From Corbynism: A Critical Approach, by Frederick Harry Pitts and Matt Bolton, loc 3122
It is the Corbyn movement’s reliance on this kind of hyper-moralised Schmittian identitarian politics of ‘friend’ and ‘enemy’ which explains why the Corbyn movement appears at its strongest when it comes under attack from internal or external foes, real or imagined, while dwindling into passivity in their absence. If socialism is a reflexive response to the natural, unchanging, essential desires of ontologically ‘good’ people, an innate ‘goodness’ which is embodied in or anchored around the person of Corbyn himself, then calling into question the character of Corbyn in any way casts doubt upon the movement’s own position as the prefiguration of the society to come, a society in which all contradiction and difference will be dissolved in the name of humanity’s unified moral nature. The need to continually defend Corbyn’s moral status from those ‘enemies’ who would ‘smear’ it acts as the negative force binding the movement together, preventing its internal contradictions from rising to the surface.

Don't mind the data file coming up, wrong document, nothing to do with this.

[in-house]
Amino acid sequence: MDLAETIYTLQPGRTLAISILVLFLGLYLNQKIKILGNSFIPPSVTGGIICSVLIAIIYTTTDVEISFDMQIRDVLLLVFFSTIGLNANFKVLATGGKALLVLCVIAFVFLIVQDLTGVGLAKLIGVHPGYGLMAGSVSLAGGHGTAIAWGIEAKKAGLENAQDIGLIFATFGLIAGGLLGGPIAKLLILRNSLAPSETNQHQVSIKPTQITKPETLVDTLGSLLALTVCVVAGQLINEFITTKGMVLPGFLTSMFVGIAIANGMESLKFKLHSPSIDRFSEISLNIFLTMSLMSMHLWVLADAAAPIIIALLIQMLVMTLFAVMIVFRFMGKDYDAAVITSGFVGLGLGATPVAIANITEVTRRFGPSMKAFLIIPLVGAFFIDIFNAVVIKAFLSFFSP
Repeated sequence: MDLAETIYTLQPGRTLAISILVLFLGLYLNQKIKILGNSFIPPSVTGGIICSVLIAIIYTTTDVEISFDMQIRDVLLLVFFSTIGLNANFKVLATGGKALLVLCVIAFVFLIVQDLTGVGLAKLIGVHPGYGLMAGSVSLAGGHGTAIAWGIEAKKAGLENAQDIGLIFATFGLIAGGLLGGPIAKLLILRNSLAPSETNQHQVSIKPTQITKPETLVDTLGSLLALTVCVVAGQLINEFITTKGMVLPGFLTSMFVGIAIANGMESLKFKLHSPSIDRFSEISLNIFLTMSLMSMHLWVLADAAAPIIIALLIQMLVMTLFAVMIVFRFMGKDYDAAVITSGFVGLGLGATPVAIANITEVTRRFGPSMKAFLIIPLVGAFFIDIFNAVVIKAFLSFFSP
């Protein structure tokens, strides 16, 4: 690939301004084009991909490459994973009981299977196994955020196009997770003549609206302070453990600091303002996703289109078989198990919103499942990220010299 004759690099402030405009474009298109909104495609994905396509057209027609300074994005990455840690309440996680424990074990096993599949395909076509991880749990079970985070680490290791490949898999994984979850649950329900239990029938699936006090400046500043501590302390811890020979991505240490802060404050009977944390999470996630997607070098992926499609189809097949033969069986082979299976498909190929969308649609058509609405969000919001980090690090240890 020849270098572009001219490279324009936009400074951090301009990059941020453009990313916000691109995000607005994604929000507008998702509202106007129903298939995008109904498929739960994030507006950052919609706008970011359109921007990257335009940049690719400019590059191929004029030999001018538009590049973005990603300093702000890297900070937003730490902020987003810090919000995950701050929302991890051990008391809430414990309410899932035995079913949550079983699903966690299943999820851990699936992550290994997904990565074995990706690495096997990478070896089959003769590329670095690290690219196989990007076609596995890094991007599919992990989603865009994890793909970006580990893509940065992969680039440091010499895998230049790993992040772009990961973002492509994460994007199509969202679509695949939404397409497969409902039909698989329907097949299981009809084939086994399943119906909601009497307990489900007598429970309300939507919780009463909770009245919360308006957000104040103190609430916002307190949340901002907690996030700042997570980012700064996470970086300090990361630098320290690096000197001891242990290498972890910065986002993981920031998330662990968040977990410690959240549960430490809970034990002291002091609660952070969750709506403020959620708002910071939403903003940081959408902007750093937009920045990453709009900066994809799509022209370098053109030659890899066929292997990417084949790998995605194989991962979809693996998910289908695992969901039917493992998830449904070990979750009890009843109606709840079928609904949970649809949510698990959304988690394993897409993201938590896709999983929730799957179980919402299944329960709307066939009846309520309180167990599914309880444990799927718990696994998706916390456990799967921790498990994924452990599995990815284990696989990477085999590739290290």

The obvious retort is to point out that it’s precisely the tendency of all mass movements to react in this way that makes the friend/enemy distinction so apt. It’s possible that Corbynism might be an unusually pronounced example of it, though it’s far from clear to me that they’ve established that. However what seems implausible is that it’s somehow unique in these characteristics, as a movement which mobilises the passions of hundreds of thousands of people.